Colorado Music-Related Business|

Working man Jay Bianci (from his Facebook page)

Jay Bianci on Facebook, 2/02/21: The 6th edition of Quixote’s True Blue has now closed and I am not going to pretend that there will never be another one because the spirit of Don Quixote
is an indomitable force. The first Quixote’s True Blue at 9150 East Colfax was a wonder to see, it was the only place I could afford on a stretch of East Colfax that was on the border of Denver and Aurora filled with call girls and pimps plying their wares because they could cross the street and be out of the jurisdiction of the local police. It was a true Shakedown Street.

One time we had a band come in and it seemed ( I say seemed because I really do not want to draw conclusions based on pure speculation) like the whole audience was under the influence of psychedelics. The police, like they always did because our bar was one of the only safe, happy places filled with youth and vigor that they had on their route, they were always smiling and my brother always made them feel welcome. My brother Al / Phil Bianchi always made sure he got them a coke or a water. This evening they were showing a new, young cadet the hippie bar. All the patrons were dancing with wild abandon and Arty – The One Man Party – made sure that he danced extra wild in front of them. I was sitting at the door and I heard the senior officer say to the cadet — “They are all tripping out of their minds.” They turned around and left with no further comment.

Everybody who came to see this legendary venue would walk in and say to me, “I thought this was going to be bigger.”

Zero played here with Steve Kimock, Sound Tribe, Sector Nine played here. Merl Saunders, Vince Welnick, The Disco Biscuits, Chief Broom, STIR FRIED, Vassar Clements, Juice with members of Galactic, Dark Star Orchestra, Split Rip Rayfield, Railroad Earth, The Motet, Mountain of Venus, Jack Bruce of Cream, Commander Cody, members of The String Cheese Incident, Pete Sears, Stephen Perkins of Jane’s Addiction, RAQ, Robert Walter’s 20th Congress, Vinyl, Willie Waldman and a whole slew of others. It was a dream come true to hang out with your brothers and friends and listen to the Grateful Dead and have the top bands come and play at your living room with an awesome fireplace in the middle that people would dance on when the show got grooving, because – although it was a venue – it was more like a living room.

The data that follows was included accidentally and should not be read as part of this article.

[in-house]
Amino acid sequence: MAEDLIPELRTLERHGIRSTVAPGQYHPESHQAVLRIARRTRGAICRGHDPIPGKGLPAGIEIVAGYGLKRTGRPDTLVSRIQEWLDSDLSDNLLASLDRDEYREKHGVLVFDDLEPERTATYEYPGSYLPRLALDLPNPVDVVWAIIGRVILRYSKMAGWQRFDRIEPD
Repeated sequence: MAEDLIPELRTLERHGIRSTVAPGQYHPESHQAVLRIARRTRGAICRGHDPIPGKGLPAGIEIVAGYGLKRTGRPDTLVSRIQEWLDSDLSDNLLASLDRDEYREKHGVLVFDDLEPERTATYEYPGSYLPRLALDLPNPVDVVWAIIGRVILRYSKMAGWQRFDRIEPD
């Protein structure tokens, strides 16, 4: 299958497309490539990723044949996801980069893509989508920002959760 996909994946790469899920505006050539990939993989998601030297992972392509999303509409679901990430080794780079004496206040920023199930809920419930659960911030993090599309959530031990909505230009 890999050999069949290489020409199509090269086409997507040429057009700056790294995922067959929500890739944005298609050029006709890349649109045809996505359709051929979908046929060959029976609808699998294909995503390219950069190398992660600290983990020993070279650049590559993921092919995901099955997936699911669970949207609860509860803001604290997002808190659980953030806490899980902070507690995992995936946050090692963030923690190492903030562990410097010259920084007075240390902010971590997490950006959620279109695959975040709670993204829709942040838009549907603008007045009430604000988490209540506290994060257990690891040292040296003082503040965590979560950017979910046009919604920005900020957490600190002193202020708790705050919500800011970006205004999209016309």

There are an infinite amount of legendary stories about this little bar that could and as Han Solo
would say: “I used to wonder about that myself. Thought it was a bunch of mumbo-jumbo. A magical power holding together good and evil, the dark side and the light? Crazy thing is, it’s true. The Force, the Jedi — all of it. It’s all true.”

Except for my one friend who asked me if we really got up and brushed our teeth with LSD toothpaste – that was not true.

Quixote’s True Blue was the best thing I ever decided to do, and although it moved from location to location successfully failing over and over, being propped up by the graciousness of Sancho’s Broken Arrow – Not one place ever made money, it just kept borrowing from Sanchos Broken Arrow. It moved from Colfax to 7 South Broadway, to 2637 Welton Street to 2151 Lawrence, to 314 East 13th Thirteenth Avenue to 2014 South University. I was always hopeful that each one would be different, and they were different, they had different vibes, different feels, but they would always eventually run out of gas, or I would. So when this last Quixote’s True Blue ran out of gas, I was not sad because I knew that eventually it would appear again and make me happy again.

So this is not the last time that I will say ‘so long’ to my muse, Don Quixote – it is just another time to say goodbye in a long series of goodbyes.

Thank you for a real good time. See you soon in the near future!


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Jon Solomon also covered this for Westword:


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